The fate of former mayor Marion Barry's bid for a political comeback will be decided today when District voters cast ballots in the primary election for D.C. Council seats. Two other council contests also have attracted widespread attention.

Barry, who was mayor for 16 years and is one of the city's best-known and most controversial political figures, is trying to wrest the Democratic nomination for the Ward 8 council seat from incumbent Sandy Allen, who was once his campaign manager.

Polls are open from 7 a.m. to 8 p.m. Only residents who have registered as Democrats, Republicans or members of the D.C. Statehood Green Party are eligible to vote in their respective parties' primaries.

Allen, who was elected to the council in 1996, has called herself a "committed, open and accessible" fourth-generation Washingtonian.

Barry, who works as a consultant to an investment banking firm, said he possesses a "gift of vision and courageous leadership" that none of the other candidates has. Four other people are on the Ward 8 primary ballot.

Also being closely watched are primary contests in which council members Harold Brazil (D-At Large) and Kevin P. Chavous (D-Ward 7) are facing off against challengers for the seats they have held for years.

Brazil, who first won citywide office in 1996, is facing Kwame R. Brown, head of a nonprofit organization that helps corporations find minority business partners, and Sam Brooks, a business owner. At least one poll has showed Brown within striking distance of the incumbent.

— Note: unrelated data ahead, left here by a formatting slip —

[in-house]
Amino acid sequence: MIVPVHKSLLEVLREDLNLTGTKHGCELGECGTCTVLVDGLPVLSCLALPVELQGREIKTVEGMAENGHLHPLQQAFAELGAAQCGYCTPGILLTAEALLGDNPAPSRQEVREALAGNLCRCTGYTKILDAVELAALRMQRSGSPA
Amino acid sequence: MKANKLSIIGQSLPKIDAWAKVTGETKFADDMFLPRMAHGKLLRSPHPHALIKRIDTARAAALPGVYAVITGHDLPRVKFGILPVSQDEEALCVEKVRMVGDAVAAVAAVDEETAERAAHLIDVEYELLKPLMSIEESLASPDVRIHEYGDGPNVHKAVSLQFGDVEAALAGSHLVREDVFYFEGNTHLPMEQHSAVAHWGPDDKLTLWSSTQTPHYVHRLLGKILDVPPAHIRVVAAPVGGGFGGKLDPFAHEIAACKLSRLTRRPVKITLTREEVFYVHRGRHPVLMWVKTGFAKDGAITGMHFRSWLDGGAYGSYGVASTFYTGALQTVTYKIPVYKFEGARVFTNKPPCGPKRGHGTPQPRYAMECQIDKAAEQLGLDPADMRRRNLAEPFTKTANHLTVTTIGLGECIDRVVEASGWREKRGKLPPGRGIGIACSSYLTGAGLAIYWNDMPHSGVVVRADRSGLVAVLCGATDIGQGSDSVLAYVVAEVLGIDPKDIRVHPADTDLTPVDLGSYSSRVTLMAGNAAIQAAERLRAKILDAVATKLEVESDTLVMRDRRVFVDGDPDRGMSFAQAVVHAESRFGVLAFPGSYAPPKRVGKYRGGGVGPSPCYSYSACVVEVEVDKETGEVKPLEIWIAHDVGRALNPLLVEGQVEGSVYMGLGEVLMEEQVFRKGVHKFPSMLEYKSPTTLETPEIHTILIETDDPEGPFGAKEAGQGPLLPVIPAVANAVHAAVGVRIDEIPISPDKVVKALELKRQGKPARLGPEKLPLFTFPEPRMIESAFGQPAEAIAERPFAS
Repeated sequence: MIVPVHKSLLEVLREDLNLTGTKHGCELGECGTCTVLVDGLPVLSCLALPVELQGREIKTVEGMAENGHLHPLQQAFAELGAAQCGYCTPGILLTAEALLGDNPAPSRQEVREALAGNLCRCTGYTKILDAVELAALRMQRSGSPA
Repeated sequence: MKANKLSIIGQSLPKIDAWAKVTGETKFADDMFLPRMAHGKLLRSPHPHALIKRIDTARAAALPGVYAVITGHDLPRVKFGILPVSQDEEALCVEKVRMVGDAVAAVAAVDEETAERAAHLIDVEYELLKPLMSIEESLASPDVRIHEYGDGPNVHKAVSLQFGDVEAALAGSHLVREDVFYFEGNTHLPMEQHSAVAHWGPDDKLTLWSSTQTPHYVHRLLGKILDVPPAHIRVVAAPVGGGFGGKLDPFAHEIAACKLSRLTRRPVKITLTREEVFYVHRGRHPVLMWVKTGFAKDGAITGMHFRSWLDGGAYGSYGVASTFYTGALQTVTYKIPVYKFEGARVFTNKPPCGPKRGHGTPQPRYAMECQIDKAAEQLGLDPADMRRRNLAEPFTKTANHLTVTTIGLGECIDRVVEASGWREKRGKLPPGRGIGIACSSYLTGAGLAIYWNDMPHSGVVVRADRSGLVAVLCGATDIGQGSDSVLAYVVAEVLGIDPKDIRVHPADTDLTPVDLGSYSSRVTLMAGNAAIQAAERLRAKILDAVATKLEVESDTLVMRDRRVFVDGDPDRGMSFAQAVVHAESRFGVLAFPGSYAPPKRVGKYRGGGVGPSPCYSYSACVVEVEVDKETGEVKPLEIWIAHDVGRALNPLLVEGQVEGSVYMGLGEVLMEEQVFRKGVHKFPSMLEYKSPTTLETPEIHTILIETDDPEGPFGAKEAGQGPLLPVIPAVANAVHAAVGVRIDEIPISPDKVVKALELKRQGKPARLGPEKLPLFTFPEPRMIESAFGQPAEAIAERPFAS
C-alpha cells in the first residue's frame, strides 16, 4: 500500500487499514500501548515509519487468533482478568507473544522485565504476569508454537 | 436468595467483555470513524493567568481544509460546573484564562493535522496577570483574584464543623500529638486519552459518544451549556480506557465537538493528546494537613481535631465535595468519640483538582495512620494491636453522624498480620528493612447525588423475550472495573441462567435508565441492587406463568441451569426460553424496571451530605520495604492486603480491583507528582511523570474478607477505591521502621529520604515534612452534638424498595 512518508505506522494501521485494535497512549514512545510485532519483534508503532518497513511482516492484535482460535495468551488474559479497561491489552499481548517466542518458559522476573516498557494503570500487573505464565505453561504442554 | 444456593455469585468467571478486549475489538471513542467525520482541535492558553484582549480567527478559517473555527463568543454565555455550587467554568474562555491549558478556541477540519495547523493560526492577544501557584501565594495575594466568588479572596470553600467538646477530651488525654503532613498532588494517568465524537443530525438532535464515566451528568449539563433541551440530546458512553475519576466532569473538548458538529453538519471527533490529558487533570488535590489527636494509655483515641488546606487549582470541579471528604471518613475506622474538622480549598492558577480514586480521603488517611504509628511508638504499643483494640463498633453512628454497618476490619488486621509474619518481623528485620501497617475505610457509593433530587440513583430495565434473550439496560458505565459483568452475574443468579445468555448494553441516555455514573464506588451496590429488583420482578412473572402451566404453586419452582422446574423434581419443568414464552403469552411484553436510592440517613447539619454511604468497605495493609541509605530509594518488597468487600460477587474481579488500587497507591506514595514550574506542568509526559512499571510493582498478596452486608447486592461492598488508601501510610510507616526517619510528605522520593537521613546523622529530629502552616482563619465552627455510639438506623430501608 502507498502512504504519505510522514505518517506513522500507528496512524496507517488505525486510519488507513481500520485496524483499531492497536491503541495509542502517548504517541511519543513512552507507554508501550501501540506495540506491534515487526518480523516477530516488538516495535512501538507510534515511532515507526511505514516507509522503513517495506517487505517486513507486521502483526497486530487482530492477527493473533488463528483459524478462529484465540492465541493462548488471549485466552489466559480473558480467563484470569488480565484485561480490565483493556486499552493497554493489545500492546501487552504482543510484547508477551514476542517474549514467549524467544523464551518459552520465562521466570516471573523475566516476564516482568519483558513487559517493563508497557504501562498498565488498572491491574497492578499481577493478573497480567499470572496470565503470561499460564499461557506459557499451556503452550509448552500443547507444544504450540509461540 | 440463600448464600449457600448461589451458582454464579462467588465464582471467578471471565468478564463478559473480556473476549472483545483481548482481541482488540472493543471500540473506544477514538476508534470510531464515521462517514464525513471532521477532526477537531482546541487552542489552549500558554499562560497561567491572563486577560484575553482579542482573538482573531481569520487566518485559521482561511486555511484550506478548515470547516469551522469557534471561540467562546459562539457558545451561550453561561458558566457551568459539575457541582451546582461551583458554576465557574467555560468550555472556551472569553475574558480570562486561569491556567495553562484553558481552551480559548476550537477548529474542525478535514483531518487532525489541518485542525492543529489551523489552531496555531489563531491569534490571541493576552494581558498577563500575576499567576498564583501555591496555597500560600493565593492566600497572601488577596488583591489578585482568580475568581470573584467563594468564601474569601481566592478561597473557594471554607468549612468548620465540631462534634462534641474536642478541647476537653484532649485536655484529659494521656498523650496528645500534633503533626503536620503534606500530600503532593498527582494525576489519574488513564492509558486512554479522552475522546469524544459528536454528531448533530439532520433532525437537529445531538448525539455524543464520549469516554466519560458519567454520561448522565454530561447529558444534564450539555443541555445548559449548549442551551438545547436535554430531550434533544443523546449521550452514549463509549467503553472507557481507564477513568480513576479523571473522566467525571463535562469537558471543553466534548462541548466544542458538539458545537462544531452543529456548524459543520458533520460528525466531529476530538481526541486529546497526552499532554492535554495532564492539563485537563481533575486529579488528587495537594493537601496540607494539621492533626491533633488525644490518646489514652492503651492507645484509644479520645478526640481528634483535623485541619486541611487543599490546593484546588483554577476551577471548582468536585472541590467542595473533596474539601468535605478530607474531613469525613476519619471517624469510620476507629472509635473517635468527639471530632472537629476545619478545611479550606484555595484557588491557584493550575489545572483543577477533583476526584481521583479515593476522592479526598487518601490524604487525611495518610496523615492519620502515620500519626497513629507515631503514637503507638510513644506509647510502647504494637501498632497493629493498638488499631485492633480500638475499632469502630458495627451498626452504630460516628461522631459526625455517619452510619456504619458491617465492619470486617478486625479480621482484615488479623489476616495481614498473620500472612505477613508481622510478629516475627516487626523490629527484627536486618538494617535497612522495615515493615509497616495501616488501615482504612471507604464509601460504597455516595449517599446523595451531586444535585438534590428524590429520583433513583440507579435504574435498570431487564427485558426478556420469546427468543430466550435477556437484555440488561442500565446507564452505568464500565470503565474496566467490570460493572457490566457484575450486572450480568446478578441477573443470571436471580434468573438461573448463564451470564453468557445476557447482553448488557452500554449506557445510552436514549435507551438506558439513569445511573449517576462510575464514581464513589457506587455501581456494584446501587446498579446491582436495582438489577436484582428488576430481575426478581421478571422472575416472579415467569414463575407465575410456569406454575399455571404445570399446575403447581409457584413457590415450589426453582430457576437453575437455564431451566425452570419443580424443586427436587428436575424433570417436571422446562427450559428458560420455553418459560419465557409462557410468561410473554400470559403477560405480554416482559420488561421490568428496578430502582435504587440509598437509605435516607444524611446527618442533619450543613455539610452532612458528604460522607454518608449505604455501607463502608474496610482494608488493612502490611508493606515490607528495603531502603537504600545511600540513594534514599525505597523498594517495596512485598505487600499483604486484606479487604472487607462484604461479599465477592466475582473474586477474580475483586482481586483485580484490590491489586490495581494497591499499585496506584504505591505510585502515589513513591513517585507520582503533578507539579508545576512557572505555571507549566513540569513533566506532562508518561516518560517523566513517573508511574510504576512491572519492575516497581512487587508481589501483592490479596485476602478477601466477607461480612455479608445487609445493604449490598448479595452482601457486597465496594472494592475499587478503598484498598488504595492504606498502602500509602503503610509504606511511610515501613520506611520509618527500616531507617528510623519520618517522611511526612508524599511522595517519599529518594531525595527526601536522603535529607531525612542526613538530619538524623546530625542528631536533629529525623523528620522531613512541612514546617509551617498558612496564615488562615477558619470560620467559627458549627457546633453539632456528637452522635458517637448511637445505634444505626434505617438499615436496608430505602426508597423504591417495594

Chavous, who won his seat in 1992, is confronting a vigorous challenge from Vincent C. Gray, who once headed the city's Department of Human Services.

If there is a single contention made by challengers in all three races, it is that the incumbents have lost touch with their constituents. The incumbents maintain that the city has improved vastly during their years in office.

Council members Jack Evans (D-Ward 2) and Adrian M. Fenty (D-Ward 4) are without opposition in today's primary and in the general election, which will be held Nov. 2.

Although the Democratic contests have attracted the largest amount of attention, council member Carol Schwartz, a Republican who holds an at-large seat, also is facing challengers. She is opposed on her party's primary ballot by Robert Pittman and Don Folden Sr.

Races for seats on the D.C. Democratic State Committee also will be decided today.The Victory 2004 slate is facing off against the Running Against Bush slate, which includes many veterans of the Howard Dean presidential primary campaign. Candidates not affiliated with either slate are also on the ballot.

Information on where to vote is available at 202-727-2525. Those with access to computers can check the Board of Elections and Ethics Web site at